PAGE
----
Saturday, July 20, 2024

Specialising in feline families

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Molly Kelsey with her cat Frodo.

An east Aucklander has made it her goal to help families and their feline members live together in harmony.

Molly Kelsey, from Pakuranga, is a registered Feline Behavioural Consultant who’s worked with cats for more than 10 years.

She’s loved animals since she was a child.

After finishing school, she studied veterinary nursing and worked as a vet nurse for four years.

Sommerville Veterinary Centre has been her main work place since she started volunteering when at age 17.

“I started working there when I graduated from Vet Nurse Plus,” Kelsey says.

She was inspired by her rescue cat Frodo’s various quirks to do her post-grad in feline behaviour.

“He ‘mimed’ instead of making an audible ‘meow,'” Kelsey says.

“He was an absolutely abysmal hunter, slept like a human does, and was always the little spoon.”

She’s registered with the Pet Professional Guild, International Society of Feline Medicine, and the International Association of Animal Behavioural Consultants.

“For many New Zealand households cats are part of the family,” Kelsey wrote on social media about the services she provides.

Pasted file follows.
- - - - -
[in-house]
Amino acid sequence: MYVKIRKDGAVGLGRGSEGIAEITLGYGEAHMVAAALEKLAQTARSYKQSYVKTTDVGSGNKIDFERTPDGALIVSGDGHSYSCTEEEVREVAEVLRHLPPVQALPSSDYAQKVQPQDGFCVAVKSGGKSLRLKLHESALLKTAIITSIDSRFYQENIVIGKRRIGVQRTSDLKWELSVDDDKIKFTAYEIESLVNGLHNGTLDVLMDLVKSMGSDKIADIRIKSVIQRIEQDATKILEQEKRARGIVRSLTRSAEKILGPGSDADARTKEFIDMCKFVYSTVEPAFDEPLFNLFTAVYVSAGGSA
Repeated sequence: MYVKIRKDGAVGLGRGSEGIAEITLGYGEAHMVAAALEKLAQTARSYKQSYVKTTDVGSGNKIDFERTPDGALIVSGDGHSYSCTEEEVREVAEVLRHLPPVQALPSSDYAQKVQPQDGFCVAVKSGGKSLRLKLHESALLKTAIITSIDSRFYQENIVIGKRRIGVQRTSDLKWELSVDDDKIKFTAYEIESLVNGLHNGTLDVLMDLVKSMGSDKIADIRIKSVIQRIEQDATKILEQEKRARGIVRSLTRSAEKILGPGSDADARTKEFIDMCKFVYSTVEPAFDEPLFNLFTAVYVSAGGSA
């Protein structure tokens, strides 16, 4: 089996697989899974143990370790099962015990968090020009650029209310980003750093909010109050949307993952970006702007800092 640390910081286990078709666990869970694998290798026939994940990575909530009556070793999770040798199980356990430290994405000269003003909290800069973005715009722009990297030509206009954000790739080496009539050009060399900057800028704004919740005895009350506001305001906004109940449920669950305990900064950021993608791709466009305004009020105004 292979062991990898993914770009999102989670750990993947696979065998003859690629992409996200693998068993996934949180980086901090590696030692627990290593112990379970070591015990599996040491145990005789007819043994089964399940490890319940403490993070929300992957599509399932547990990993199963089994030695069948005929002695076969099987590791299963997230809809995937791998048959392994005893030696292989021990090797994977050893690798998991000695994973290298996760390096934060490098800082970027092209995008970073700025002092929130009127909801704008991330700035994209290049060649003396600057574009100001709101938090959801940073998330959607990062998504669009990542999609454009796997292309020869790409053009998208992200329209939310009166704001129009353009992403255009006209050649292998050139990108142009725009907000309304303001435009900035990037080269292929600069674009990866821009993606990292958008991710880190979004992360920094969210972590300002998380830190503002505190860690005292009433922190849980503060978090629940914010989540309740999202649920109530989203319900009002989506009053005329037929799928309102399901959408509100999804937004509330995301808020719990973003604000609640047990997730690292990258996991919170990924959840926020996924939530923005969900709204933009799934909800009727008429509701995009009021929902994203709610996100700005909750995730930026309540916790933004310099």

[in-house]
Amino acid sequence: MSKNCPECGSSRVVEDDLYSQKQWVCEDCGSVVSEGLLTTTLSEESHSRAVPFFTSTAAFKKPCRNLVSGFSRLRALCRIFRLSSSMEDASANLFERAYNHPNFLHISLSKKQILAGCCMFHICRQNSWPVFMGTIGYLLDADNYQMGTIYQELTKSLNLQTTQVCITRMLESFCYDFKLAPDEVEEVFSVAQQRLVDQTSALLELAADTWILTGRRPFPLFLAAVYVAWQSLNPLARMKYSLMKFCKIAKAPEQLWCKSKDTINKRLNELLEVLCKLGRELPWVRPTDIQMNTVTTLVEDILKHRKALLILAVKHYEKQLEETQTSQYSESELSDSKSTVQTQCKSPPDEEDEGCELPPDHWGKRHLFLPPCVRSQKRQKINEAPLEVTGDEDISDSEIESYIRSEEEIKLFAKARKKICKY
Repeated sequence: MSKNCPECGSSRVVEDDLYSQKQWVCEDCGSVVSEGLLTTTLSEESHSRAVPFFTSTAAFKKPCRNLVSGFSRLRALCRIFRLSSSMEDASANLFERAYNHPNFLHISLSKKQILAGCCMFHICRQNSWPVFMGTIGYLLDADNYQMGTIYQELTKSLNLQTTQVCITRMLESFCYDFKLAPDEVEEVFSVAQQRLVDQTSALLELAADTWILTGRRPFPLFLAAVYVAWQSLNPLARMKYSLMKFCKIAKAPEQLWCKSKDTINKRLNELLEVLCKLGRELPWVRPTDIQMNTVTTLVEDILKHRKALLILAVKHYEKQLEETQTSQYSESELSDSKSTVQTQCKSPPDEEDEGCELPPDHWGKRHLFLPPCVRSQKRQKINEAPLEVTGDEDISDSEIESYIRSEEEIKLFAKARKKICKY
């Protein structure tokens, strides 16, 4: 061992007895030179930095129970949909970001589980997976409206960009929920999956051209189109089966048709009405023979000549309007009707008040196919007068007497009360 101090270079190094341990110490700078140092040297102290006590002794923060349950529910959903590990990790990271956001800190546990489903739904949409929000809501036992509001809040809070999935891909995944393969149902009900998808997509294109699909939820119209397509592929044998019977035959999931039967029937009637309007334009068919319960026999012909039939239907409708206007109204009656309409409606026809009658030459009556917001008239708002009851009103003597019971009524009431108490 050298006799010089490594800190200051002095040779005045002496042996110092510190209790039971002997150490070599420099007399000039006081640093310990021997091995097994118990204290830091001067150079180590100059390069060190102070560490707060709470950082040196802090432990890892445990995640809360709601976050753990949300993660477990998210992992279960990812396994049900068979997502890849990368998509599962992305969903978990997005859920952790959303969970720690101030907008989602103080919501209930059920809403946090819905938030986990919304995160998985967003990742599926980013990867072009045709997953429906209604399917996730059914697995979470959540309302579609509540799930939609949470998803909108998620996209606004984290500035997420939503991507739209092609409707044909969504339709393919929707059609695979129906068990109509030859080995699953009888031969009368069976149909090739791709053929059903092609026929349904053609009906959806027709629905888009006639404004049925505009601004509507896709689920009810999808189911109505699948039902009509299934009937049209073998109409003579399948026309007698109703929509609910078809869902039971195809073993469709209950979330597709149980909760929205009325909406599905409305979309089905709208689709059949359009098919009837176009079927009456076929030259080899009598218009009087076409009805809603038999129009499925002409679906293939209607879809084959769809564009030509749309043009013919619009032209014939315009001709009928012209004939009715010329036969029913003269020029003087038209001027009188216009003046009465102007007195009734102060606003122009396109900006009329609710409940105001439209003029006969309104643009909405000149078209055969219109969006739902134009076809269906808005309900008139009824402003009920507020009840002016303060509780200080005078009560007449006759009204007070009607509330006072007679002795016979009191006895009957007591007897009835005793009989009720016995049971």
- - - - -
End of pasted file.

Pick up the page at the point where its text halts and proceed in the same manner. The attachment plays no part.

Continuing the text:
“They make irreplaceable companions but sometimes a simple lack of awareness for a cat’s unique needs can cause stress and anxiety which manifests in problematic behaviours such as house soiling and furniture damage.”

Kelsey offers personalised behaviour assessments and consultations, which can be defined as “offering compassionate, practical and affordable guidance”.

“To do this I gather information from owners through conversations, questionnaires, videos and photos of the problem behaviour(s) and floor plans of the home with markers of essential resources or areas of concern.

“After this takes place, I get to work to create an easy-to-follow behavioural modification plan.”

Her general consultations “facilitate discussing anything and everything feline behaviour related”.

Kelsey told the Times all cats have basic needs including food and safe resting places.

She says as they progress through life their needs may have to change due to factors such as age or illness.

“They have preferences much like us,” Kelsey says.

She says a cat owner’s understanding of “basic body language and essential needs goes a long way to understanding why cats do the things they do and how we can help them live their happiest and healthiest lives”.

Kelsey’s favourite part of working with cats is she learns something new from them, each and every day.

“I also love seeing how much joy they bring to others, simply by going through their daily lives.”

Outside of her cats and her work, she enjoys spending time with her rats and dog, embroidery, baking, reading and board games.

“I’m also a sucker for continued education,” she says.

“There’s just so much to learn.”

Kelsey encourages cat lovers who aren’t in a position to have a cat of their own to foster, to volunteer or donate to their local cat rescue group.

“They need all the help they can get.”

More from Times Online


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